'No foreign policy shift': Why Rajnath's view is irrelevant

Bangalore, July 25: BJP president Rajnath Singh proved in the US that his party has little difference with the Congress when it comes to issues like governance and statecraft. Economically or in issues of foreign policy, the two national parties have almost nothing to show as alternatives and all battles eventually end up with the secular-communal debate.

Singh said during his ongoing tour of the USA that there will be no fundamental shift in India's foreign policy if the BJP is voted to power. In the recent past, it was the same BJP which had been targetting the UPA government for allegedly failing to protecting national interests against hostile neighbours and even far-off country like Italy or fighting terror designs.


Singh said whenever another party comes to power, it might have its own perspectives and decide accordingly but the fundamental principles would remain the same.

This is a completely vague statement. What is meant by same fundamentals but different perspectives?

Singh said a BJP-led government would focus on cordial relations with its neighbours. Then what is the difference that the BJP is speaking about on foreign policy issues?

Its rival Congress also wants good relations with the neighbours, irrespective of the fact that Pakistan and China remain perennial headaches. And if Singh is stressing India's greater role in Afghanistan once the Americans pull out of that war-ravaged country, it is again nothing extraordinary that he is saying. If a UPA III government comes to power, it will also talk about pursuing an effective Afghanistan policy once the Americans withdraw.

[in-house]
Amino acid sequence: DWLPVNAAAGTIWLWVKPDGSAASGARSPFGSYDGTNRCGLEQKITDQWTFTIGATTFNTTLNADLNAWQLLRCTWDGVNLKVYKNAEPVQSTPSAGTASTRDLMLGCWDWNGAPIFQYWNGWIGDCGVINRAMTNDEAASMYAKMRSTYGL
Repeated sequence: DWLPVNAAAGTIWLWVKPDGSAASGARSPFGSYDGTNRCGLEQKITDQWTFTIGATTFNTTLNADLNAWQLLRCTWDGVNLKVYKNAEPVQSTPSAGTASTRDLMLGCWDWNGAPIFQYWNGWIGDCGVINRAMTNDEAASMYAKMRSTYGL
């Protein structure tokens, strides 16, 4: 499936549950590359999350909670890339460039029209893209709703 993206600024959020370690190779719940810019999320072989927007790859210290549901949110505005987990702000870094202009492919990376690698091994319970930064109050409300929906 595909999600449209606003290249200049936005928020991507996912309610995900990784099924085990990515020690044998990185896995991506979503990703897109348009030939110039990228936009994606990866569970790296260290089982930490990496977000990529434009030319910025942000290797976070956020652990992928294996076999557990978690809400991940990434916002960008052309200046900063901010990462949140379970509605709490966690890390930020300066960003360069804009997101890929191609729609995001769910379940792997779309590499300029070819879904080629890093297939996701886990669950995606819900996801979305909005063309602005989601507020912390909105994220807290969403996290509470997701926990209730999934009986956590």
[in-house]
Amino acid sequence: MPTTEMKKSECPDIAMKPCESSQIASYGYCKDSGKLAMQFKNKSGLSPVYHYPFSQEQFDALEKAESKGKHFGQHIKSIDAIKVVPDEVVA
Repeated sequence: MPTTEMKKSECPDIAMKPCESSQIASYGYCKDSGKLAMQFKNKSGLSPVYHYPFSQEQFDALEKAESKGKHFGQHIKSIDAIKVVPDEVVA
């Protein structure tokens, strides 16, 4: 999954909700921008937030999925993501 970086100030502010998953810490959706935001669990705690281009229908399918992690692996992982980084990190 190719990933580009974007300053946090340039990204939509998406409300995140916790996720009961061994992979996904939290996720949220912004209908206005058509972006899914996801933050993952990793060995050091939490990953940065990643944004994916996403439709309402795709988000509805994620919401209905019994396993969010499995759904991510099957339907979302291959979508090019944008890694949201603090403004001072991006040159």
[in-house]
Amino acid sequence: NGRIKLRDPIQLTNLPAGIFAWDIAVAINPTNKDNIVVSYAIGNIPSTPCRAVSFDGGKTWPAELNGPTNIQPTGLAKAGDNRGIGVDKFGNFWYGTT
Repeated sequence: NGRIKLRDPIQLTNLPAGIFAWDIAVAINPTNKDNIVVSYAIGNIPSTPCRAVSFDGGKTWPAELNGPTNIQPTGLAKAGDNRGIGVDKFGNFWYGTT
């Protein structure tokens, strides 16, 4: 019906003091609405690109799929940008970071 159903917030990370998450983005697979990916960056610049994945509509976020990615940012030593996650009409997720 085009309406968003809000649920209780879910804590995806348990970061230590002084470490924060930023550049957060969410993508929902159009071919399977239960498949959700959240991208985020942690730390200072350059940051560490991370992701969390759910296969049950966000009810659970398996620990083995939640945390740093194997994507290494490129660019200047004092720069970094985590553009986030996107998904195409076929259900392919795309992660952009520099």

Yet, Singh tries to make an impact by speaking against foreign direct investment (FDI) in multi-brand retail, saying such effort will lead to unemployment. One wonders to what extent will the BJP abide by its words if it comes to power for then, FDI will be counted as a significant step towards the revival of the economy and opposition will don the mantle of nationalism and target the government.

We have seen how the NDA government in the past have worked in foreign policy and economic issues despite the saffron camp's strong nationalist slogans and there will be no difference in the future either. Pragmatism while in governance is bound to prevail over the opposition's adventurism.

The BJP is desperate to show that it has a difference with the Congress. But it has failed since the only aspect which had kept the two apart, Hindutva, has lost its strong appeal. The BJP's only hope now is to bank on a few chief ministers including Narendra Modi to present its case before the electorate to decide if it could be a better alternative. Other than that, Singh's visions on foreign policy and economy don't demand any significance.

OneIndia News

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